So, when a member of the PTI led government under Rawalpindi’s ‘selected’ Prime Minister Imran Khan introduced a bill in 2020 seeking an amendment in Pakistan Penal Code [PPC] to criminalise criticism of the armed forces, it became apparent that Rawalpindi’s strong arm tactics to intimidate the media into submitting to its unreasonable demands had failed and it desperately required a legal shield to muzzle dissent and thereby save its rapidly plummeting image.   

This amendment (in the form of an insertion of a new section 500A in Pakistan Penal Code, Act XLV of 1860) is titled “Intentionally Ridiculing of the Armed Force’s etc.” It states “Whosoever intentionally ridicules, brings into disrepute or defames the Armed Forces of Pakistan or a member thereof, he shall be guilty of an offence punishable with imprisonment for a term which may extend to two years, or with fine which may extend to five hundred thousand rupees, or with both.”

While mischievous posts made with insidious intent need to be forcefully discouraged, a blanket ban on posts critical of the Pakistan Army is totally uncalled for. A review of posts with negative contents against the Pakistan Army reveals that a majority of them relate to Rawalpindi’s meddling in politics and this fact has been acknowledged by former army chief Gen Qamar Javed Bajwa himself. In his farewell speech, Gen Bajwa admitted that the people of Pakistan were critical of the army and accurately opined that “The main reason for this is the involvement of the army in politics for the last 70 years, which is unconstitutional.”

The recent decision to arrest Imran Khan while he was inside Islamabad High Court [IHC] in connection with the hearing of another case may not necessarily have been taken by the army. Yet, by violating protocol and using Rangers (who operate under instructions of the army) instead of the police to execute the arrest warrant, the impression that went out was that the army was behind Imran Khan’s unjustified arrest. Gen Bajwa’s ongoing post-retirement verbal spat with Khan also further strengthened the belief that Rawalpindi was baying for the PTI chief’s blood.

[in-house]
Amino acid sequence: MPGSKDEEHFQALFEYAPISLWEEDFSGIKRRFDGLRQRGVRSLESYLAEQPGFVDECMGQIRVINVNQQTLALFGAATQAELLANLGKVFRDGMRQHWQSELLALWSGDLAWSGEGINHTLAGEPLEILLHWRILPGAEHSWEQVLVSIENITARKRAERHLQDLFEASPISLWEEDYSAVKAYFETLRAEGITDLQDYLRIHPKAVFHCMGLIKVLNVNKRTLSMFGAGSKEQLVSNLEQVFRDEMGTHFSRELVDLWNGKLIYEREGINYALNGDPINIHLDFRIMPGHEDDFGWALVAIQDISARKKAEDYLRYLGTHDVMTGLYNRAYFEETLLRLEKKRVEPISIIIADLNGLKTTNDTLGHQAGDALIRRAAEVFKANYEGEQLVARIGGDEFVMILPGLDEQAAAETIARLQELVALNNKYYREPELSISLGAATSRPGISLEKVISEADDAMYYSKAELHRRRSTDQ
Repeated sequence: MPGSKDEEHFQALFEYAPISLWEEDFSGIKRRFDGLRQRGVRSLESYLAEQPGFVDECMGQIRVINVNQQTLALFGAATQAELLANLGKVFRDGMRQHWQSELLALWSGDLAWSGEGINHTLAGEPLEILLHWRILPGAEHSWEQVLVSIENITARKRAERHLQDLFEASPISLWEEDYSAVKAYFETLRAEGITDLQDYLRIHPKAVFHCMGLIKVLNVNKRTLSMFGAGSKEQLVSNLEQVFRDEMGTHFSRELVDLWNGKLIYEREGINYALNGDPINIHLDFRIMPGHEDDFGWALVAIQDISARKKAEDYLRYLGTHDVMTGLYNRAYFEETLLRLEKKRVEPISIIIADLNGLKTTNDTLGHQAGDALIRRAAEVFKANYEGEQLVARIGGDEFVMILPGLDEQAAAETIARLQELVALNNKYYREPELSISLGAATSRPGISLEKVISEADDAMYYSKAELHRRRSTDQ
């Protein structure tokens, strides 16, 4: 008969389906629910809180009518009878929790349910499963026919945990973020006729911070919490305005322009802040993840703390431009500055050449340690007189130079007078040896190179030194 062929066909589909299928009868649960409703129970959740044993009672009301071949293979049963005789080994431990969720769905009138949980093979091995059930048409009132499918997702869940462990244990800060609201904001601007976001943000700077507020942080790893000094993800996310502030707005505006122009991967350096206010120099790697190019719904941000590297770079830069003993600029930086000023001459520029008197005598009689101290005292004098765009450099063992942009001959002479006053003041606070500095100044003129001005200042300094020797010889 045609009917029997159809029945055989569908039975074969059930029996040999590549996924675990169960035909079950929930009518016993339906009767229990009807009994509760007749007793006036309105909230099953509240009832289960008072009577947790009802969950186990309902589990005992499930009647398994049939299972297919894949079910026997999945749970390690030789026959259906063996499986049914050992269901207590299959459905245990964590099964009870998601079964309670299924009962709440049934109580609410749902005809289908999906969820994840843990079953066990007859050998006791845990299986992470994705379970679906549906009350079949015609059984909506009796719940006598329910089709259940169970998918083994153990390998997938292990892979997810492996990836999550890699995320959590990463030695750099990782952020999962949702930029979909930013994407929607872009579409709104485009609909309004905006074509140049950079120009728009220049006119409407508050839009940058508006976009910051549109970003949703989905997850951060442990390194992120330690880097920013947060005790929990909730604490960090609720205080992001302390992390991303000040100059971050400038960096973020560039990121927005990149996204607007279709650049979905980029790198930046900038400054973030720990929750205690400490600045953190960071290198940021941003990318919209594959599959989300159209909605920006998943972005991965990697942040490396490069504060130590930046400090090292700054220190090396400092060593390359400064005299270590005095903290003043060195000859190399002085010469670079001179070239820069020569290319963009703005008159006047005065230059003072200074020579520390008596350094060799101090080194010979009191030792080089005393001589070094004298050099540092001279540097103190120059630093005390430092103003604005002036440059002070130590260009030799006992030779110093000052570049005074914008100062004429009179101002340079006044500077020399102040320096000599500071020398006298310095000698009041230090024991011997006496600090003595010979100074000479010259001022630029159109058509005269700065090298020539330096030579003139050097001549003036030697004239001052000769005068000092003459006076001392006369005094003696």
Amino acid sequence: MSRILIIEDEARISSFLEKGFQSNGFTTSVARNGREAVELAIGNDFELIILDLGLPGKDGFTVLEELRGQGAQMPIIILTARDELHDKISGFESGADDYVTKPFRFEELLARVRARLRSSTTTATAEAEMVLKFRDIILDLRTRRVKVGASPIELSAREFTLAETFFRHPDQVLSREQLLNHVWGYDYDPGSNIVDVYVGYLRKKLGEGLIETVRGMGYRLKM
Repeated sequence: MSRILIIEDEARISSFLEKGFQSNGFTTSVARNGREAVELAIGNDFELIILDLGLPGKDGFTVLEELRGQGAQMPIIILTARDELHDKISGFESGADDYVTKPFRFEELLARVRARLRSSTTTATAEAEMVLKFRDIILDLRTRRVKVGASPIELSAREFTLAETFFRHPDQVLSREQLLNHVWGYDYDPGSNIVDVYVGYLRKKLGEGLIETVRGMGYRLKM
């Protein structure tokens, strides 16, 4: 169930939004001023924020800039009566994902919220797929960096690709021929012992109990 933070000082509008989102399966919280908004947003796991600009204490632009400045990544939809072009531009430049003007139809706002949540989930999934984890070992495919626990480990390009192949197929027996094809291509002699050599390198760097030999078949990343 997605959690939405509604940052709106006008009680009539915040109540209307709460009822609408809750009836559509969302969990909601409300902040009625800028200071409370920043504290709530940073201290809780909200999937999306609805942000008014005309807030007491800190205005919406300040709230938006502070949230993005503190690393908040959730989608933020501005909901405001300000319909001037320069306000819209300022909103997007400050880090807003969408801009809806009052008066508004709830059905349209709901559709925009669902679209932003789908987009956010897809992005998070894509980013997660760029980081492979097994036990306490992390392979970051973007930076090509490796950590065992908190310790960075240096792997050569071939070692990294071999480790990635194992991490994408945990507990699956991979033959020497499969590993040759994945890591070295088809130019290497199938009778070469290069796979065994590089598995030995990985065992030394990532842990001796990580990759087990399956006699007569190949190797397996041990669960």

The widespread incidents of irate mobs targeting military installations and assets as well as the house of a three-star General in Lahore cannot be condoned. However, at the same time, Rawalpindi too needs to accept that its endless meddling in Pakistan’s politics, which has angered and alienated the masses, too played a major role in precipitating the current crisis.

On the professional front, public frustration arising out of Pakistan Army’s serious failings ranging from its inability to get the Afghan Taliban, its long time protégé, to stop patronising Tehreek-e-Taliban Pakistan [TTP] terrorist group to its failure in evicting TTP from Khyber-Pakhtunkhwa has naturally found vent on social media. Similarly, enforced disappearances during the course of Pakistan Army’s counter-terrorist operations are a matter of serious concern for activists and civil society, making it an issue of intense debate on social media.

So, while the PPC may have criminalised criticism of Pakistan’s armed forces, it has done precious little to assuage the unprecedented public resentment against the army. Therefore, instead of trying to blame all and sundry for the unprecedented public outrage against the Pakistan Army, it would do Rawalpindi a lot of good to first clean up its own house.

And here, living-up Gen Bajwa’s assertion that the Pakistan Army had “after great deliberation, decided that it would never interfere in any political matter,” and honouring his reassurance that “I assure you we are strictly adamant on this and will remain so,” could well serve as the most effective ‘mantra’ for redeeming Rawalpindi’s sullied image!